We crossed the line far too much to the west, in longitude 31 degrees 6 minutes, after a very long passage of nearly seven weeks, such as our captain says he never remembers to have made; fine winds, however, now began to favour us, and in another week we got out of the tropics, having had the sun vertically overhead, so as to have no shadow, on the preceding day. Strange to say, the weather was never at all oppressively hot after latitude 2 degrees north, or thereabouts. A fine wind, or indeed a light wind, at sea removes all unpleasant heat even of the hottest and most perpendicular sun. The only time that we suffered any inconvenience at all from heat was during the belt of calms; when the sun was vertically over our heads it felt no hotter than on an ordinary summer day. Immediately, however, upon leaving the tropics the cold increased sensibly, and in latitude 27 degrees 8 minutes I find that I was not warm once all day. Since then we have none of us ever been warm, save when taking exercise or in bed; when the thermometer was up at 50 degrees we thought it very high and called it warm. The reason of the much greater cold of the southern than of the northern hemisphere is that the former contains so much less land. I have not seen the thermometer below 42 degrees in my cabin, but am sure that outside it has often been very much lower. We almost all got chilblains, and wondered much what the winter of this hemisphere must be like if this was its summer: I believe, however, that as soon as we get off the coast of Australia, which I hope we may do in a couple of days, we shall feel a very sensible rise in the thermometer at once. Had we known what was coming, we should have prepared better against it, but we were most of us under the impression that it would be warm summer weather all the way. No doubt we felt it more than we should otherwise on account of our having so lately crossed the line.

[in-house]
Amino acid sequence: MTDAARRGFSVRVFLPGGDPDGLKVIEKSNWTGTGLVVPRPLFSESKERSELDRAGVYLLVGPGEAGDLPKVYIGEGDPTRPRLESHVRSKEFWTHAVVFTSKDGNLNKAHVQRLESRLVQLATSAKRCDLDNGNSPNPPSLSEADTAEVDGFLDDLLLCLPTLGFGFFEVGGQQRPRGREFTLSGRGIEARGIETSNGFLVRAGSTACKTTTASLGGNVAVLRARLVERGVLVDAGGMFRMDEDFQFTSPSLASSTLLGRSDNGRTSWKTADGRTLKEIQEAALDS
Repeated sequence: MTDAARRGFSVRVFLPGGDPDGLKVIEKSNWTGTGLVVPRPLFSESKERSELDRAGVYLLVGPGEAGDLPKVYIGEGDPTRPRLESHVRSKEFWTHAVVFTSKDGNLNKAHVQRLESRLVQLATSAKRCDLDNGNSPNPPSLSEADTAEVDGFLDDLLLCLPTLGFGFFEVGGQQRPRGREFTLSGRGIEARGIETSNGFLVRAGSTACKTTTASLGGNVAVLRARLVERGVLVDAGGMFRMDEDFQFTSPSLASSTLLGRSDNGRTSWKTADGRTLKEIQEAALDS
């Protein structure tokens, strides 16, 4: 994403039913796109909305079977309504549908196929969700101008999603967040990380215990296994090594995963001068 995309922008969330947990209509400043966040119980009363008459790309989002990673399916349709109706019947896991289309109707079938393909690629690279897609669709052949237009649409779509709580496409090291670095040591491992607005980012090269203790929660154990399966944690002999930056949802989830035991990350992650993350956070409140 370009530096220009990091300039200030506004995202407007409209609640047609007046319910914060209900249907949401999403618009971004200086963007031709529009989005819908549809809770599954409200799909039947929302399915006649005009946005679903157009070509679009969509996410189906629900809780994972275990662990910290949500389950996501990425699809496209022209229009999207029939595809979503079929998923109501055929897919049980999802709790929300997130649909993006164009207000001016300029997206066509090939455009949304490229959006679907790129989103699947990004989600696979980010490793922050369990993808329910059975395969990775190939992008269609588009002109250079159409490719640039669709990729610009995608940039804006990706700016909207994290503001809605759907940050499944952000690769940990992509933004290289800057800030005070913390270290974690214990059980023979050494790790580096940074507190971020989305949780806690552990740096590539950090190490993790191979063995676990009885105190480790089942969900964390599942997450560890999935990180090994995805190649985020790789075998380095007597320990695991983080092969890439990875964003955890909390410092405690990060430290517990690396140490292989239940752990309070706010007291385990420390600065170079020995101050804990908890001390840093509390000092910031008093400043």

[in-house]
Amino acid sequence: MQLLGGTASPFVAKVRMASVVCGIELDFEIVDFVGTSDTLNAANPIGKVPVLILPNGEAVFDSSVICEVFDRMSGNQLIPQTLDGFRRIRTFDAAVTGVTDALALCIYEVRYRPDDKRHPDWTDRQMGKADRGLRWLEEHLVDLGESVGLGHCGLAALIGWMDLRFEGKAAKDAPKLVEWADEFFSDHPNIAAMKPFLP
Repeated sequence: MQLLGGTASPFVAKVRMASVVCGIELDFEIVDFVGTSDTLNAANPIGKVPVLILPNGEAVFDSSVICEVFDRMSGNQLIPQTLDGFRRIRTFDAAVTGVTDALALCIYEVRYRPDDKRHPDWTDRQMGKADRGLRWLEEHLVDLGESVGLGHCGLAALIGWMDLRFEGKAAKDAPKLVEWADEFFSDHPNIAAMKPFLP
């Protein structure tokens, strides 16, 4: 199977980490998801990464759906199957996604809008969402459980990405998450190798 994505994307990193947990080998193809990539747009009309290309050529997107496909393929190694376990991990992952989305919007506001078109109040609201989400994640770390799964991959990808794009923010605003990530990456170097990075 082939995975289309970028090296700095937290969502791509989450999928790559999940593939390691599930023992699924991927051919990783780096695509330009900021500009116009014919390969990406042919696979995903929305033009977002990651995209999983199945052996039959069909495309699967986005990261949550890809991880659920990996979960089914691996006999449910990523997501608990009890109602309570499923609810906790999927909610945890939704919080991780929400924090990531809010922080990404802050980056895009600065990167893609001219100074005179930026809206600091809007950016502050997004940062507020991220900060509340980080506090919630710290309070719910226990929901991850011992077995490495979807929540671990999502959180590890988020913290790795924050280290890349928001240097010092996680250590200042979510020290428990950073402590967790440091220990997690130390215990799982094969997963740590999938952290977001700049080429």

The great feature of the southern seas is the multitude of birds which inhabit it. Huge albatrosses, molimorks (a smaller albatross), Cape hens, Cape pigeons, parsons, boobies, whale birds, mutton birds, and many more, wheel continually about the ship’s stern, sometimes in dozens, sometimes in scores, always in considerable numbers. If a person takes two pieces of pork and ties them together, leaving perhaps a yard of string between the two pieces, and then throws them into the sea, one albatross will catch hold of one end, and another of the other, each bolts his own end and then tugs and fights with his rival till one or other has to disgorge his prize; we have not, however, succeeded in catching any, neither have we tried the above experiment ourselves. Albatrosses are not white; they are grey, or brown with a white streak down the back, and spreading a little into the wings. The under part of the bird is a bluish-white. They remain without moving the wing a longer time than any bird that I have ever seen, but some suppose that each individual feather is vibrated rapidly, though in very small space, without any motion being imparted to the main pinions of the wing. I am informed that there is a strong muscle attached to each of the large plumes in their wings. It certainly is strange how so large a bird should be able to travel so far and so fast without any motion of the wing. Albatrosses are often entirely brown, but farther south, and when old, I am told, they become sometimes quite white. The stars of the southern hemisphere are lauded by some: I cannot see that they surpass or equal those of the northern. Some, of course, are the same. The southern cross is a very great delusion. It isn’t a cross. It is a kite, a kite upside down, an irregular kite upside down, with only three respectable stars and one very poor and very much out of place. Near it, however, is a truly mysterious and interesting object called the coal sack: it is a black patch in the sky distinctly darker than all the rest of the heavens. No star shines through it. The proper name for it is the black Magellan cloud.